I’m the girl who skipped too many of her science classes with the foolish idea that Art with a capital A was the only thing that mattered. Yes, that’s me, the big idiot who missed out on knowledge and experience that might have made her life turn out So Much Better. I’m not saying I didn’t like science, especially science fiction; I was reading JG Ballard in high school for fun. But all my science classes involved memorizing lists and letters and numbers. No one ever talked about ideas. No one mentioned that science involves constant questioning. No teacher ever said, now class, I’m going to teach you about all the things we don’t know.
Like what is light made of? No one knows. Physicists have all kinds of theories, but no one knows what light actually is.
And how do butterflies metamorphose inside a chrysalis? We have a word for the transformation, and we know they liquefy and reorganize inside the chrysalis; but we don’t know how the caterpillar becomes a completely different creature. I don’t want to get all Silence of The Lambs creepy about it, but science is pretty seductive and amazing when you start thinking about Lepidoptera. Science starts sharing an edge with mythology and art when you start thinking about transformation. Science seems exciting, like poetry and magic.
I guess this is my mid-life crisis talking, looking for poetry and magic in the shabby graying ubiquitously ten pounds overweight rambling VW bus that is my life. Don’t we all look for poetry and magic? God I hope so. I hope there are not people out there who feel fine without any beauty in their lives.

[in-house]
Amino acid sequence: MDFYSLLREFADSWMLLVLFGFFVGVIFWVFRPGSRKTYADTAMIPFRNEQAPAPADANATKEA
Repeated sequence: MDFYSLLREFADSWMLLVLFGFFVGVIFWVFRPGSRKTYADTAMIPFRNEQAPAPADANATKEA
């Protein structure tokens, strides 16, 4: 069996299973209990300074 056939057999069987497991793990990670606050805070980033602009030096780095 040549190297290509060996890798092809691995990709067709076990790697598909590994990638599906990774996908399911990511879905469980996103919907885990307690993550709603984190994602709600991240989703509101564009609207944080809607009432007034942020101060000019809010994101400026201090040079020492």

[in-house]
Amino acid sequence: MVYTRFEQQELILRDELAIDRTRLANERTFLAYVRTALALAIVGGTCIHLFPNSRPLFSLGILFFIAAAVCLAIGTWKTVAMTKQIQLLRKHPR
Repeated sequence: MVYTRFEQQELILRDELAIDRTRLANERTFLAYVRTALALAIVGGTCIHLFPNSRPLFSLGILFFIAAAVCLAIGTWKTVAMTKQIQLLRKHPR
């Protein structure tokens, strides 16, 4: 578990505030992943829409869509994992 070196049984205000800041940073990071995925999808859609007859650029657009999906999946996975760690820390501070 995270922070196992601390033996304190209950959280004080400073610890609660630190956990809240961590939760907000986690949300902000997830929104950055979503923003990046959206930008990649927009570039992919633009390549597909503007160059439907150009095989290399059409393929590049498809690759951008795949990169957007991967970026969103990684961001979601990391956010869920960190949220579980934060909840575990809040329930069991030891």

A well-functioning butterfly garden looks a lot like a woman going through a mid-life crisis. Things are a little disheveled, a little overgrown; certain areas are unkempt or weedy. The butterfly gardener knows which weeds feed the butterflies and caterpillars. Cleaning up too much would destroy the habitat. It takes a bit of a mess for beautiful butterflies to emerge.
An Eastern Black Swallowtail emerged from the lavender yesterday. She didn’t fly out. She climbed up as high as she could go, and fluttered her wings while holding a branch. Then she climbed around some more, slowly pumped her wings, fluttered again, and then took off for the lilac bush. She didn’t make it. She flailed through the air and fell into the grass. She climbed and fluttered her wings, choosing taller and taller blades of grass. Her wings appeared completely intact, and I realized she must have just hatched and was drying out her wings and learning to fly.
With a life span of two to six weeks, a butterfly learns to fly once. With a lifespan of up to ninety years, a person does it again, and again, and again